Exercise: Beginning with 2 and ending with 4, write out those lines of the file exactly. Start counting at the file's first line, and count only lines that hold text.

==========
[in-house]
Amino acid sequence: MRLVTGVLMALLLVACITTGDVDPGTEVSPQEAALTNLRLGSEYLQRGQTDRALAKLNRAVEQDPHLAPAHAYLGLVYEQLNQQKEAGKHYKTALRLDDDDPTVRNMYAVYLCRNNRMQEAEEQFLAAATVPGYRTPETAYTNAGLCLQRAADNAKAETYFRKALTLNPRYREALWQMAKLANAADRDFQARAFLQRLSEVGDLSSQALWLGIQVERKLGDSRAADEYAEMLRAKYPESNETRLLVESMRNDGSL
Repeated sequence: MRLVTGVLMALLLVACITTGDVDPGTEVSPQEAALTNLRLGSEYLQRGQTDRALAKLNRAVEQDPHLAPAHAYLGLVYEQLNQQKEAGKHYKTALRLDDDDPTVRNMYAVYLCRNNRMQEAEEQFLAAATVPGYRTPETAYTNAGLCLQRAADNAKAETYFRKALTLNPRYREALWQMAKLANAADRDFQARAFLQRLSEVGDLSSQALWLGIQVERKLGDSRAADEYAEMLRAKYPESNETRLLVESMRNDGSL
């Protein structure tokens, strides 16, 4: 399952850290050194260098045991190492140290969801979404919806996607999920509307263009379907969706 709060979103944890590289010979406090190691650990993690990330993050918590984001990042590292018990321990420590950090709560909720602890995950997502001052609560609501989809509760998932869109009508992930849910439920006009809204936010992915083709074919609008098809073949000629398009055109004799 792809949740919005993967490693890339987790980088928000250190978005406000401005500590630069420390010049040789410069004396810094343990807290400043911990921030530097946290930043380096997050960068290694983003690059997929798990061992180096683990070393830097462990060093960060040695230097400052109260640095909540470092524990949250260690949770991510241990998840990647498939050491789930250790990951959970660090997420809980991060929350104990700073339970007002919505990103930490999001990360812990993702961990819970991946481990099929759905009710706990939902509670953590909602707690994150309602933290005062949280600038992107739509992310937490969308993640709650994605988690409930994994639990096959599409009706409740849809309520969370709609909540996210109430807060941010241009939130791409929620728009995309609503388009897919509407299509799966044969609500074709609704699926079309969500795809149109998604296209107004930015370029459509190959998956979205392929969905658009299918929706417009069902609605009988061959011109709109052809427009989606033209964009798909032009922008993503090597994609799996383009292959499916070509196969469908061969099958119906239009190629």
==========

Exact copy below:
Amino acid sequence: MRLVTGVLMALLLVACITTGDVDPGTEVSPQEAALTNLRLGSEYLQRGQTDRALAKLNRAVEQDPHLAPAHAYLGLVYEQLNQQKEAGKHYKTALRLDDDDPTVRNMYAVYLCRNNRMQEAEEQFLAAATVPGYRTPETAYTNAGLCLQRAADNAKAETYFRKALTLNPRYREALWQMAKLANAADRDFQARAFLQRLSEVGDLSSQALWLGIQVERKLGDSRAADEYAEMLRAKYPESNETRLLVESMRNDGSL
Repeated sequence: MRLVTGVLMALLLVACITTGDVDPGTEVSPQEAALTNLRLGSEYLQRGQTDRALAKLNRAVEQDPHLAPAHAYLGLVYEQLNQQKEAGKHYKTALRLDDDDPTVRNMYAVYLCRNNRMQEAEEQFLAAATVPGYRTPETAYTNAGLCLQRAADNAKAETYFRKALTLNPRYREALWQMAKLANAADRDFQARAFLQRLSEVGDLSSQALWLGIQVERKLGDSRAADEYAEMLRAKYPESNETRLLVESMRNDGSL
């Protein structure tokens, strides 16, 4: 399952850290050194260098045991190492140290969801979404919806996607999920509307263009379907969706 709060979103944890590289010979406090190691650990993690990330993050918590984001990042590292018990321990420590950090709560909720602890995950997502001052609560609501989809509760998932869109009508992930849910439920006009809204936010992915083709074919609008098809073949000629398009055109004799 792809949740919005993967490693890339987790980088928000250190978005406000401005500590630069420390010049040789410069004396810094343990807290400043911990921030530097946290930043380096997050960068290694983003690059997929798990061992180096683990070393830097462990060093960060040695230097400052109260640095909540470092524990949250260690949770991510241990998840990647498939050491789930250790990951959970660090997420809980991060929350104990700073339970007002919505990103930490999001990360812990993702961990819970991946481990099929759905009710706990939902509670953590909602707690994150309602933290005062949280600038992107739509992310937490969308993640709650994605988690409930994994639990096959599409009706409740849809309520969370709609909540996210109430807060941010241009939130791409929620728009995309609503388009897919509407299509799966044969609500074709609704699926079309969500795809149109998604296209107004930015370029459509190959998956979205392929969905658009299918929706417009069902609605009988061959011109709109052809427009989606033209964009798909032009922008993503090597994609799996383009292959499916070509196969469908061969099958119906239009190629």